By Kendall McGee | May 18, 2020 at 2:32 PM EDT – Updated May 18 at 6:28 PM
WILMINGTON, N.C. (WECT) – As the state nears phase two of reopening, barbers and hair stylists are one group eager to get back to work.
Reopening salons and barber shops will come with its own set of challenges, and students at James Sprunt Community College have been working hard in their classes to gain certifications in infectious disease and how to stop the spread of the coronavirus while working with their clients.
“With barber school, we learn a lot. It’s more than just cutting hair,” said student Dylan Zuschlag. “It’s extremely important we sanitize and take care of our clients. Sometimes in different industries we get lax on protocol, but in the barber industry, it’s vital we stick to the rules and regulations because in the nick of a second, we could infect someone with something from the person before them.”
Zuschlag has three certifications right now, one in infectious diseases, barbicide and barbicide COVID-19.
One of the college’s instructors cautions that getting a trim will be very different once businesses are able to reopen. People may not be able to wait for their appointments in waiting rooms, appointments will be spaced further apart because it’s going to take barbers longer to clean between clients and gear up with fresh masks and gloves.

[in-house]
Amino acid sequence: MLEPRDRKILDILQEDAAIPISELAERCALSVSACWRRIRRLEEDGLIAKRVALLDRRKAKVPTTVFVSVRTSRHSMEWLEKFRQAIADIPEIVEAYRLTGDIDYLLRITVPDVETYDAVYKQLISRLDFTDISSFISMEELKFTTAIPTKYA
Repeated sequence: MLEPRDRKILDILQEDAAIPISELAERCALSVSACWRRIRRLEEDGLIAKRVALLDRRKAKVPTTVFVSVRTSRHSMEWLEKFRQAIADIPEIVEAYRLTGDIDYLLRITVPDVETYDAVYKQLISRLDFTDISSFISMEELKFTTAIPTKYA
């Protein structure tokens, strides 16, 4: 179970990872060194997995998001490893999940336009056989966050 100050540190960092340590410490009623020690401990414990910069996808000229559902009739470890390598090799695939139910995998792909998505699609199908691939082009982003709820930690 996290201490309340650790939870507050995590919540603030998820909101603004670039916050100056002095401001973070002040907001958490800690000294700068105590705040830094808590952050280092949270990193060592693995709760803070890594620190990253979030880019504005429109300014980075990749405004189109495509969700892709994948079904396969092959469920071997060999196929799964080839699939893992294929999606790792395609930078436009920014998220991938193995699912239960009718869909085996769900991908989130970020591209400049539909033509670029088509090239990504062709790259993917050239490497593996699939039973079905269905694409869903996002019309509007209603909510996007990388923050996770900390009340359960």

“When we go back it’s gonna be great. We’re gonna need to public to be patient. We had the running joke we would work 24 hours a day the first two weeks but that’s impossible. It’s so much cleaning, so much you have to take into consideration,” said instructor Patsy McCoy. “A late client will say ‘it won’t take that long to cut my hair,’ not recognizing we gotta stop, sweep the floor, swiffer the floor, we have to re-clean the mirror re-clean the sink, sanitize the implements. It’s more than just ‘I’m gonna throw tools in the drawer and leave.’ There’s some work that has to go on.”
Zuschlag understands people are going to be more cognizant of sanitation going forward, and knows he’s prepared to keep himself and his clients safe from infectious diseases like COVID-19.
“Clients are gonna be nervous to go into barber shops, buts its important that our clientele and the general public understands the barber industry is very well prepared to open because we haven’t been open. We’ve done what we needed to do to prepare going forward,” said Zuschlag.
Instructors know the skills their students are picking up will make them better prepared to go to work after the pandemic and emphasize their expertise will be even more valuable than when the pandemic began. It’s just one reason the program is offering online classes this summer on the weekends. You can find information on that program on their website.
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